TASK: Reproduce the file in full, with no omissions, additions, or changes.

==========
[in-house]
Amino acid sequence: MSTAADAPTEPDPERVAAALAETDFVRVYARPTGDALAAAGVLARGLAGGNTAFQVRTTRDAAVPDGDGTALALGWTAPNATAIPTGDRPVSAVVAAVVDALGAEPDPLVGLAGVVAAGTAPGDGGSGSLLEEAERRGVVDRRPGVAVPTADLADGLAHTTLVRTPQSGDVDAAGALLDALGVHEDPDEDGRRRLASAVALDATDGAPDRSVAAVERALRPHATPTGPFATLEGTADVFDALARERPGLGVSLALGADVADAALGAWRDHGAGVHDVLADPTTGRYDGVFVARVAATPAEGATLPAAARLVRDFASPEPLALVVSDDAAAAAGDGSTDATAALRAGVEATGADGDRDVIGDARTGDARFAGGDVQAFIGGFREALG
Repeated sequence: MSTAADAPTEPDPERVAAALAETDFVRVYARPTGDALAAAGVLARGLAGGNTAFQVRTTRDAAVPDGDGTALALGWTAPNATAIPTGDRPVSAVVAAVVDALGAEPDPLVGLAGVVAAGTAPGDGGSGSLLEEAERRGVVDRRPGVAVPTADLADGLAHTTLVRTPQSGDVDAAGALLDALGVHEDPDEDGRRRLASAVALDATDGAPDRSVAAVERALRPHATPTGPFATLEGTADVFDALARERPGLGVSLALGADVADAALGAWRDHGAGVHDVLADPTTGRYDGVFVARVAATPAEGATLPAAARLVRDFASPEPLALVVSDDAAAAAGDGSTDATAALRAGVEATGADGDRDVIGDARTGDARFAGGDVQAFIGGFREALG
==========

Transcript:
[in-house]
Amino acid sequence: MSTAADAPTEPDPERVAAALAETDFVRVYARPTGDALAAAGVLARGLAGGNTAFQVRTTRDAAVPDGDGTALALGWTAPNATAIPTGDRPVSAVVAAVVDALGAEPDPLVGLAGVVAAGTAPGDGGSGSLLEEAERRGVVDRRPGVAVPTADLADGLAHTTLVRTPQSGDVDAAGALLDALGVHEDPDEDGRRRLASAVALDATDGAPDRSVAAVERALRPHATPTGPFATLEGTADVFDALARERPGLGVSLALGADVADAALGAWRDHGAGVHDVLADPTTGRYDGVFVARVAATPAEGATLPAAARLVRDFASPEPLALVVSDDAAAAAGDGSTDATAALRAGVEATGADGDRDVIGDARTGDARFAGGDVQAFIGGFREALG
Repeated sequence: MSTAADAPTEPDPERVAAALAETDFVRVYARPTGDALAAAGVLARGLAGGNTAFQVRTTRDAAVPDGDGTALALGWTAPNATAIPTGDRPVSAVVAAVVDALGAEPDPLVGLAGVVAAGTAPGDGGSGSLLEEAERRGVVDRRPGVAVPTADLADGLAHTTLVRTPQSGDVDAAGALLDALGVHEDPDEDGRRRLASAVALDATDGAPDRSVAAVERALRPHATPTGPFATLEGTADVFDALARERPGLGVSLALGADVADAALGAWRDHGAGVHDVLADPTTGRYDGVFVARVAATPAEGATLPAAARLVRDFASPEPLALVVSDDAAAAAGDGSTDATAALRAGVEATGADGDRDVIGDARTGDARFAGGDVQAFIGGFREALG